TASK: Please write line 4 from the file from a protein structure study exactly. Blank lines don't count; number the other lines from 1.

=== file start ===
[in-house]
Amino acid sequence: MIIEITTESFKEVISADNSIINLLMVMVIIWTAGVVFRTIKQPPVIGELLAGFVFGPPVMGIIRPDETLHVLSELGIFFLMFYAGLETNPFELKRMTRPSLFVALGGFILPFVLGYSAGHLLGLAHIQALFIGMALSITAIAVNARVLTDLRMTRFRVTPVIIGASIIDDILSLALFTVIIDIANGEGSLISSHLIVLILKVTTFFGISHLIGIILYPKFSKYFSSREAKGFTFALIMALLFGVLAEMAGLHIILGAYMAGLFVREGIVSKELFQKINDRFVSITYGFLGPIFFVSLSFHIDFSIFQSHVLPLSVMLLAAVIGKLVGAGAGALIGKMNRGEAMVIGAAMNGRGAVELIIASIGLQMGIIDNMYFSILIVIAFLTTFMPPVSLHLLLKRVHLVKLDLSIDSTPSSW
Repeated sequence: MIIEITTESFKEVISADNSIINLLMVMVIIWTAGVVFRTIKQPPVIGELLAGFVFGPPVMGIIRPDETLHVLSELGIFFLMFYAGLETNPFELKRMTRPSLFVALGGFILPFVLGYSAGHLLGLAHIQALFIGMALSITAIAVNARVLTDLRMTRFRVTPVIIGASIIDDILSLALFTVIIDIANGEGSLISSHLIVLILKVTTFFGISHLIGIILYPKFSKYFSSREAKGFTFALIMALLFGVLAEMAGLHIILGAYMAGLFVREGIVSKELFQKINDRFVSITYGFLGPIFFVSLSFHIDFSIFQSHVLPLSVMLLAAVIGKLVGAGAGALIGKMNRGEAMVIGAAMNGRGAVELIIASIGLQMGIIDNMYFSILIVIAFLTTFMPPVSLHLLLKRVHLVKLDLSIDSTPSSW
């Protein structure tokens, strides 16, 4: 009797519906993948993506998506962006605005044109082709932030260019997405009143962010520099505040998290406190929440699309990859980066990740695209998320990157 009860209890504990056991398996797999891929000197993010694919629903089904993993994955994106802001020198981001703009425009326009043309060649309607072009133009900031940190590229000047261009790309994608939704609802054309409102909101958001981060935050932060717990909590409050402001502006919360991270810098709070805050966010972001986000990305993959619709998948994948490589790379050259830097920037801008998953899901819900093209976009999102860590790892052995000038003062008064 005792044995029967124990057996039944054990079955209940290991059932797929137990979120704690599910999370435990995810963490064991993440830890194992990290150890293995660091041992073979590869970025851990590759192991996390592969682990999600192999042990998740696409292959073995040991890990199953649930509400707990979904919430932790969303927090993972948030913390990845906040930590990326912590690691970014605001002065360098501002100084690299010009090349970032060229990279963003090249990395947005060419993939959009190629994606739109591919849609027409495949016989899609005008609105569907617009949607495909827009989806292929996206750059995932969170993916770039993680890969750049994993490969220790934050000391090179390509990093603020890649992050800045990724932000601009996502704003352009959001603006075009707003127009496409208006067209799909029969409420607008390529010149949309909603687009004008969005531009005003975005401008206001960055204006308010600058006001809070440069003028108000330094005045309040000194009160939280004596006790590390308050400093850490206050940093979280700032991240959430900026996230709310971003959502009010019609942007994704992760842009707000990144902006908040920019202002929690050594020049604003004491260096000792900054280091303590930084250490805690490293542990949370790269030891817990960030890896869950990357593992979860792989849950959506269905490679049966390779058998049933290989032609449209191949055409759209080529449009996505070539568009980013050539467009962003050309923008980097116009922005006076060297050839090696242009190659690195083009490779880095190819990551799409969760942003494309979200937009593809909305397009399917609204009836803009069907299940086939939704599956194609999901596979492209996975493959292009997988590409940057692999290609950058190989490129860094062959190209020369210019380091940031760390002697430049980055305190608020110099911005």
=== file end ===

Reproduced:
């Protein structure tokens, strides 16, 4: 009797519906993948993506998506962006605005044109082709932030260019997405009143962010520099505040998290406190929440699309990859980066990740695209998320990157 009860209890504990056991398996797999891929000197993010694919629903089904993993994955994106802001020198981001703009425009326009043309060649309607072009133009900031940190590229000047261009790309994608939704609802054309409102909101958001981060935050932060717990909590409050402001502006919360991270810098709070805050966010972001986000990305993959619709998948994948490589790379050259830097920037801008998953899901819900093209976009999102860590790892052995000038003062008064 005792044995029967124990057996039944054990079955209940290991059932797929137990979120704690599910999370435990995810963490064991993440830890194992990290150890293995660091041992073979590869970025851990590759192991996390592969682990999600192999042990998740696409292959073995040991890990199953649930509400707990979904919430932790969303927090993972948030913390990845906040930590990326912590690691970014605001002065360098501002100084690299010009090349970032060229990279963003090249990395947005060419993939959009190629994606739109591919849609027409495949016989899609005008609105569907617009949607495909827009989806292929996206750059995932969170993916770039993680890969750049994993490969220790934050000391090179390509990093603020890649992050800045990724932000601009996502704003352009959001603006075009707003127009496409208006067209799909029969409420607008390529010149949309909603687009004008969005531009005003975005401008206001960055204006308010600058006001809070440069003028108000330094005045309040000194009160939280004596006790590390308050400093850490206050940093979280700032991240959430900026996230709310971003959502009010019609942007994704992760842009707000990144902006908040920019202002929690050594020049604003004491260096000792900054280091303590930084250490805690490293542990949370790269030891817990960030890896869950990357593992979860792989849950959506269905490679049966390779058998049933290989032609449209191949055409759209080529449009996505070539568009980013050539467009962003050309923008980097116009922005006076060297050839090696242009190659690195083009490779880095190819990551799409969760942003494309979200937009593809909305397009399917609204009836803009069907299940086939939704599956194609999901596979492209996975493959292009997988590409940057692999290609950058190989490129860094062959190209020369210019380091940031760390002697430049980055305190608020110099911005």